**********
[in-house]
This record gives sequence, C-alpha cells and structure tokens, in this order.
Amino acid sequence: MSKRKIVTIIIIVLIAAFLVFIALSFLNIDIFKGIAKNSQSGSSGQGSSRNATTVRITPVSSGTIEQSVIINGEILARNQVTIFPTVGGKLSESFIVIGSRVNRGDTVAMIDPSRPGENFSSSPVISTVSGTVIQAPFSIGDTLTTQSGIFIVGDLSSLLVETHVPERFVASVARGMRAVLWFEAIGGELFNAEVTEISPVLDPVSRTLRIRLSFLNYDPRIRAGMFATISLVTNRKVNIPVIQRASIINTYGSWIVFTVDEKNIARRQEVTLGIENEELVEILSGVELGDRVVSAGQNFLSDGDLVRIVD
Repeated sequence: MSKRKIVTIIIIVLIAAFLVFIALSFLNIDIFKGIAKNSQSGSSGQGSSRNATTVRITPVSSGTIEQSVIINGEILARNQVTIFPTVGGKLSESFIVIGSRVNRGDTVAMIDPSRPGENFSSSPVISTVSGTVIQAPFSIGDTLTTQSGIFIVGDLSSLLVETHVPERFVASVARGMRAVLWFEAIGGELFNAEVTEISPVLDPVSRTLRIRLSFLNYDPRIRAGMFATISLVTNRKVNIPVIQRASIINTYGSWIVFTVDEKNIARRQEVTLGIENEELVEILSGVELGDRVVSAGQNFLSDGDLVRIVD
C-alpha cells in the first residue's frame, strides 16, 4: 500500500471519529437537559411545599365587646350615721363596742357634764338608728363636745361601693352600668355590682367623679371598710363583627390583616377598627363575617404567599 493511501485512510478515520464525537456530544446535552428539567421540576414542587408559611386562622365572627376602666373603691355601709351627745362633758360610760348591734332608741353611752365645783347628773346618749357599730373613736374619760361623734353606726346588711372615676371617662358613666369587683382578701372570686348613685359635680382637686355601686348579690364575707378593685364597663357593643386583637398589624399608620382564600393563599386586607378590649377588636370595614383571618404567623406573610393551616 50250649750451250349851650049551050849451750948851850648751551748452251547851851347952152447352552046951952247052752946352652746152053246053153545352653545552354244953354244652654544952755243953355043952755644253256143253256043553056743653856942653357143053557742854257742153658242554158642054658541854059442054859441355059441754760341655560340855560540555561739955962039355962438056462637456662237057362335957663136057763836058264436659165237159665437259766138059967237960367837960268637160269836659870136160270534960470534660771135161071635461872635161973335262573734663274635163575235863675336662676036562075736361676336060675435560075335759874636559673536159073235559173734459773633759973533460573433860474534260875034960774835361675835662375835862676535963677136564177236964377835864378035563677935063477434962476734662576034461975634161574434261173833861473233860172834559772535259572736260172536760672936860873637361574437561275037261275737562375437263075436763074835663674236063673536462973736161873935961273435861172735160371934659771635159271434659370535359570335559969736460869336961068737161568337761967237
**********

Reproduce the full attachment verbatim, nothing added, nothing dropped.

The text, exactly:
[in-house]
This record gives sequence, C-alpha cells and structure tokens, in this order.
Amino acid sequence: MSKRKIVTIIIIVLIAAFLVFIALSFLNIDIFKGIAKNSQSGSSGQGSSRNATTVRITPVSSGTIEQSVIINGEILARNQVTIFPTVGGKLSESFIVIGSRVNRGDTVAMIDPSRPGENFSSSPVISTVSGTVIQAPFSIGDTLTTQSGIFIVGDLSSLLVETHVPERFVASVARGMRAVLWFEAIGGELFNAEVTEISPVLDPVSRTLRIRLSFLNYDPRIRAGMFATISLVTNRKVNIPVIQRASIINTYGSWIVFTVDEKNIARRQEVTLGIENEELVEILSGVELGDRVVSAGQNFLSDGDLVRIVD
Repeated sequence: MSKRKIVTIIIIVLIAAFLVFIALSFLNIDIFKGIAKNSQSGSSGQGSSRNATTVRITPVSSGTIEQSVIINGEILARNQVTIFPTVGGKLSESFIVIGSRVNRGDTVAMIDPSRPGENFSSSPVISTVSGTVIQAPFSIGDTLTTQSGIFIVGDLSSLLVETHVPERFVASVARGMRAVLWFEAIGGELFNAEVTEISPVLDPVSRTLRIRLSFLNYDPRIRAGMFATISLVTNRKVNIPVIQRASIINTYGSWIVFTVDEKNIARRQEVTLGIENEELVEILSGVELGDRVVSAGQNFLSDGDLVRIVD
C-alpha cells in the first residue's frame, strides 16, 4: 500500500471519529437537559411545599365587646350615721363596742357634764338608728363636745361601693352600668355590682367623679371598710363583627390583616377598627363575617404567599 493511501485512510478515520464525537456530544446535552428539567421540576414542587408559611386562622365572627376602666373603691355601709351627745362633758360610760348591734332608741353611752365645783347628773346618749357599730373613736374619760361623734353606726346588711372615676371617662358613666369587683382578701372570686348613685359635680382637686355601686348579690364575707378593685364597663357593643386583637398589624399608620382564600393563599386586607378590649377588636370595614383571618404567623406573610393551616 50250649750451250349851650049551050849451750948851850648751551748452251547851851347952152447352552046951952247052752946352652746152053246053153545352653545552354244953354244652654544952755243953355043952755644253256143253256043553056743653856942653357143053557742854257742153658242554158642054658541854059442054859441355059441754760341655560340855560540555561739955962039355962438056462637456662237057362335957663136057763836058264436659165237159665437259766138059967237960367837960268637160269836659870136160270534960470534660771135161071635461872635161973335262573734663274635163575235863675336662676036562075736361676336060675435560075335759874636559673536159073235559173734459773633759973533460573433860474534260875034960774835361675835662375835862676535963677136564177236964377835864378035563677935063477434962476734662576034461975634161574434261173833861473233860172834559772535259572736260172536760672936860873637361574437561275037261275737562375437263075436763074835663674236063673536462973736161873935961273435861172735160371934659771635159271434659370535359570335559969736460869336961068737161568337761967237